Exhibiting the extremity of Gursky's now signature master-trope of an elevated vantage point, a key photographic device gleaned from his formative mentors Bernd and Hiller Becher, James Bond Island's God's-eye perspective evokes the intimation of a deific realm. Once again this draws a parallel with Friedrich whose vast landscapes are renowned for their devotional invocation of God via a mediating solitary human presence; our participatory empathy with the Rückenfigur typically present within Friedrich's vast natural expanse incites an overwhelming annihilation of self and impression of a transcendent higher power. However in Gursky's photography, to quote Marie Luise Syring, "the tragic element is missing. Instead, the artist maintains an ironic distance" (Marie Luise Syring, 'Where is Untitled? On Locations and the Lack of Them in Gursky's Photography, in: Ibid, p. 7). Although human activity is redolent in the most miniscule of boats navigating the grey sea, we are not invited to empathise on a directly human level. Nonetheless, even when featured in Gursky's photography, man is never completely dominated by his surroundings, rather "he knows how to assert himself as an individual and his integrity remains intact" (Ibid.). Indeed, this goes hand in hand with Gursky's rigorous command of Nature via a laboriously meticulous and technically seamless method of photo-collage.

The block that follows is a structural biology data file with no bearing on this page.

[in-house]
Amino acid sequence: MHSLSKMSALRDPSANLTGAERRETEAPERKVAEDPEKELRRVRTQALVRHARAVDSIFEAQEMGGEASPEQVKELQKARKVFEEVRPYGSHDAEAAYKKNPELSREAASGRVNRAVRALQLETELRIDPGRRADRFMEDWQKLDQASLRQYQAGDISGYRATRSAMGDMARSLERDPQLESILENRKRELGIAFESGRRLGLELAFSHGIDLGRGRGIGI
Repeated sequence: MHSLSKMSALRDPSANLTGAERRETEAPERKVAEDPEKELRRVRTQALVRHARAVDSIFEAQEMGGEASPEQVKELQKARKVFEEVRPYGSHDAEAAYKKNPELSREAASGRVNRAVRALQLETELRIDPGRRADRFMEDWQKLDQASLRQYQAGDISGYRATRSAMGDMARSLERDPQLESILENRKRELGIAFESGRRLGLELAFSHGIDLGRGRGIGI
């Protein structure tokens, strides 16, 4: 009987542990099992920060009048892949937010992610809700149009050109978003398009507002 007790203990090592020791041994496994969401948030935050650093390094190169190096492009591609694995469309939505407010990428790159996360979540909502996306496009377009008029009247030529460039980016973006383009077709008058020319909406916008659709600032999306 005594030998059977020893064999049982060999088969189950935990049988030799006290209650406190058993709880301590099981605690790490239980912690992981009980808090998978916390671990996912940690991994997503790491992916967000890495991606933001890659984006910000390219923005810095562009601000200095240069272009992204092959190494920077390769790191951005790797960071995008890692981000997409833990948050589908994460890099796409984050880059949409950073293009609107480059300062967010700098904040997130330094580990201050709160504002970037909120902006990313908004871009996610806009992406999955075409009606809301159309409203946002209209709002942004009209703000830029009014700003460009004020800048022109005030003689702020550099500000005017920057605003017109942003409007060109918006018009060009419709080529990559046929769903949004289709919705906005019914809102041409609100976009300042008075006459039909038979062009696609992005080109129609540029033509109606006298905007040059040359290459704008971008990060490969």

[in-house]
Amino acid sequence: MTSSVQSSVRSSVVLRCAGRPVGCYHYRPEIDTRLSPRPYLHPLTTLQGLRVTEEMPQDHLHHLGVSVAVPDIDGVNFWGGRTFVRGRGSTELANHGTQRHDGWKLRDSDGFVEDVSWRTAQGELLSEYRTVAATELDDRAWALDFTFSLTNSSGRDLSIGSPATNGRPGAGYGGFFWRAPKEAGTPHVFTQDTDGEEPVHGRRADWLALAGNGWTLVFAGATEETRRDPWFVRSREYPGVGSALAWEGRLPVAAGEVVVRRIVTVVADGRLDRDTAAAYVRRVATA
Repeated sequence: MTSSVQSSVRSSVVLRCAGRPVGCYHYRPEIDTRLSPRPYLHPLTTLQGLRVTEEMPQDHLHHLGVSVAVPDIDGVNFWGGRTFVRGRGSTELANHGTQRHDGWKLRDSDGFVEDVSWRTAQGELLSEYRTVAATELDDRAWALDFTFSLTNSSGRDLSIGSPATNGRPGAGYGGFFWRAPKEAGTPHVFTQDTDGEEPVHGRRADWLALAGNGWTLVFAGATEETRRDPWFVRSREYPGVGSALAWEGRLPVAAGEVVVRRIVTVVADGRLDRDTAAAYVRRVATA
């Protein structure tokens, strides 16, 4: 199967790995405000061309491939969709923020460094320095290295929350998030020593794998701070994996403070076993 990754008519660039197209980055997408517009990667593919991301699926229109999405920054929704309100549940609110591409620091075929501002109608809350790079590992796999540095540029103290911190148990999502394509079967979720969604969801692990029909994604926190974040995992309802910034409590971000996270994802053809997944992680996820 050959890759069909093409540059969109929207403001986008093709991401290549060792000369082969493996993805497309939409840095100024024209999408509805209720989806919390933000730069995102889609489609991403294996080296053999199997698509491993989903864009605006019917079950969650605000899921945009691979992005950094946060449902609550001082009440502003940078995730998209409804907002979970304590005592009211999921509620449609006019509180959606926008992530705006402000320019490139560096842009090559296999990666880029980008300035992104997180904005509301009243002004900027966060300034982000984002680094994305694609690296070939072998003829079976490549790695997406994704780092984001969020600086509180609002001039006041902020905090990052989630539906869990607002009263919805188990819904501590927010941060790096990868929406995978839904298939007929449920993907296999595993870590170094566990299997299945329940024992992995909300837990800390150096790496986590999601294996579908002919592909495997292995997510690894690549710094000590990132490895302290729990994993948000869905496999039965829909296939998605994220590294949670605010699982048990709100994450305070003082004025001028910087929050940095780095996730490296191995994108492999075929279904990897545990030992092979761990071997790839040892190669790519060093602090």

An impossible set of images, not only for the naked eye but also for the single lens, James Bond Island I-III represent a fictional landscape composed of many photographic parts. Representing a rejection of singular perspective, the paragon discovery of Renaissance invention, Gursky disregards our natural stereoscopic vision to engender a harmonised photographic compression of multiple views and perspectives, digitally processed and cogently reorganised. Herein, Gursky subtly distorts reality and exploits the concept of 'truth' associated with photography. To again quote Syring; "by using digital technology, Gursky exposes the consumer world as a virtual spectacle and by radicalising the structure of the image using computers he underlines the theatricality of a situation" (Ibid., p. 6). Ultimately the possibility of a boundless Natural sublime is thwarted by Gurksy's ironical detachment and the restless nature of his composition. Rather than a sustained melancholic absorption into the depths of infinity, the homogenisation of multivalent views and focal points suspends our vision within the 'bizarre plasticity' of Gursky's 100-eyed vision of Argus. Rather than conferring a singular awesome vantage point our vision is forever navigating the artificial planes of this image's construction. As such, and more aligned to twentieth-century abstract painting, it is perhaps more apt to compare Gursky's reduced aesthetic and minimal colour palette to an evocation of Lyotard's post-modern Sublime; herein sublimity is engendered not via a sense of awe-inspired reverence of a transcendental higher-power, but through a tangible sense of the 'here-and-now' resonating from a visual suspension affected by the work of art itself.